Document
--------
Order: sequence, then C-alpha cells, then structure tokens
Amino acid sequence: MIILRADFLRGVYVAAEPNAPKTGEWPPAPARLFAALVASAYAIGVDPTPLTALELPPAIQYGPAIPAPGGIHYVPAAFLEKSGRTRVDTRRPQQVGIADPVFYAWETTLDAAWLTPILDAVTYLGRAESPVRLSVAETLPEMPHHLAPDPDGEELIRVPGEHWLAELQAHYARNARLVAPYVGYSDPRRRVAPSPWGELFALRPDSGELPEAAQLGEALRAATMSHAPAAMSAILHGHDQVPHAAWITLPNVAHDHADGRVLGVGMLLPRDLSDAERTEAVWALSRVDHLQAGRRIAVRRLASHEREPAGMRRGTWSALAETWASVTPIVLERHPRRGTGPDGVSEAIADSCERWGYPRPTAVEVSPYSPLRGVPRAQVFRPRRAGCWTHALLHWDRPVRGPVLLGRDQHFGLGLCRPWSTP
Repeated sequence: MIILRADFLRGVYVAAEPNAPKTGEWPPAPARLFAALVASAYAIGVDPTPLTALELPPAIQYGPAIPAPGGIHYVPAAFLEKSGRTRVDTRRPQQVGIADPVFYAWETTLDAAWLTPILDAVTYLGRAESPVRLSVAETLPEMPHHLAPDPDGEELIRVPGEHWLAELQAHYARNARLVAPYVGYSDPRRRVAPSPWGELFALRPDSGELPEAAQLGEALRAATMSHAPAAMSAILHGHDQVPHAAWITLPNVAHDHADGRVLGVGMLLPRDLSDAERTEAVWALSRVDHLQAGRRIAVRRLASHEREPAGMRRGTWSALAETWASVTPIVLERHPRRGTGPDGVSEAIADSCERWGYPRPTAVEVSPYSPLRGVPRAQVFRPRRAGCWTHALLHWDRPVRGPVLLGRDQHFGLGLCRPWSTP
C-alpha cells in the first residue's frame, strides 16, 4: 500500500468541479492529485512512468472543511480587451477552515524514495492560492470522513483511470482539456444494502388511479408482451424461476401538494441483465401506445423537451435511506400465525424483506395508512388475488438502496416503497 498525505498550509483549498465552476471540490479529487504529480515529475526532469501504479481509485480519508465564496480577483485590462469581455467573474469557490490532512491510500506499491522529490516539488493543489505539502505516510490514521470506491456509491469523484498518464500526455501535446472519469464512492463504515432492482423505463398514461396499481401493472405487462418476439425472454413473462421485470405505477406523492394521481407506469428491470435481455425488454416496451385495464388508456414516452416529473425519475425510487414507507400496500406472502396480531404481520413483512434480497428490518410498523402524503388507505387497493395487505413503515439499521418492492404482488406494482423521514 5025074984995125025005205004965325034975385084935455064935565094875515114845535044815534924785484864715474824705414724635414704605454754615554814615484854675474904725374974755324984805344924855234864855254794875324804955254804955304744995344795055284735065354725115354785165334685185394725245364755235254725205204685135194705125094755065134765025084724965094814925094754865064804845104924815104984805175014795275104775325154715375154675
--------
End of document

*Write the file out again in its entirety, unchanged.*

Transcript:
Order: sequence, then C-alpha cells, then structure tokens
Amino acid sequence: MIILRADFLRGVYVAAEPNAPKTGEWPPAPARLFAALVASAYAIGVDPTPLTALELPPAIQYGPAIPAPGGIHYVPAAFLEKSGRTRVDTRRPQQVGIADPVFYAWETTLDAAWLTPILDAVTYLGRAESPVRLSVAETLPEMPHHLAPDPDGEELIRVPGEHWLAELQAHYARNARLVAPYVGYSDPRRRVAPSPWGELFALRPDSGELPEAAQLGEALRAATMSHAPAAMSAILHGHDQVPHAAWITLPNVAHDHADGRVLGVGMLLPRDLSDAERTEAVWALSRVDHLQAGRRIAVRRLASHEREPAGMRRGTWSALAETWASVTPIVLERHPRRGTGPDGVSEAIADSCERWGYPRPTAVEVSPYSPLRGVPRAQVFRPRRAGCWTHALLHWDRPVRGPVLLGRDQHFGLGLCRPWSTP
Repeated sequence: MIILRADFLRGVYVAAEPNAPKTGEWPPAPARLFAALVASAYAIGVDPTPLTALELPPAIQYGPAIPAPGGIHYVPAAFLEKSGRTRVDTRRPQQVGIADPVFYAWETTLDAAWLTPILDAVTYLGRAESPVRLSVAETLPEMPHHLAPDPDGEELIRVPGEHWLAELQAHYARNARLVAPYVGYSDPRRRVAPSPWGELFALRPDSGELPEAAQLGEALRAATMSHAPAAMSAILHGHDQVPHAAWITLPNVAHDHADGRVLGVGMLLPRDLSDAERTEAVWALSRVDHLQAGRRIAVRRLASHEREPAGMRRGTWSALAETWASVTPIVLERHPRRGTGPDGVSEAIADSCERWGYPRPTAVEVSPYSPLRGVPRAQVFRPRRAGCWTHALLHWDRPVRGPVLLGRDQHFGLGLCRPWSTP
C-alpha cells in the first residue's frame, strides 16, 4: 500500500468541479492529485512512468472543511480587451477552515524514495492560492470522513483511470482539456444494502388511479408482451424461476401538494441483465401506445423537451435511506400465525424483506395508512388475488438502496416503497 498525505498550509483549498465552476471540490479529487504529480515529475526532469501504479481509485480519508465564496480577483485590462469581455467573474469557490490532512491510500506499491522529490516539488493543489505539502505516510490514521470506491456509491469523484498518464500526455501535446472519469464512492463504515432492482423505463398514461396499481401493472405487462418476439425472454413473462421485470405505477406523492394521481407506469428491470435481455425488454416496451385495464388508456414516452416529473425519475425510487414507507400496500406472502396480531404481520413483512434480497428490518410498523402524503388507505387497493395487505413503515439499521418492492404482488406494482423521514 5025074984995125025005205004965325034975385084935455064935565094875515114845535044815534924785484864715474824705414724635414704605454754615554814615484854675474904725374974755324984805344924855234864855254794875324804955254804955304744995344795055284735065354725115354785165334685185394725245364755235254725205204685135194705125094755065134765025084724965094814925094754865064804845104924815104984805175014795275104775325154715375154675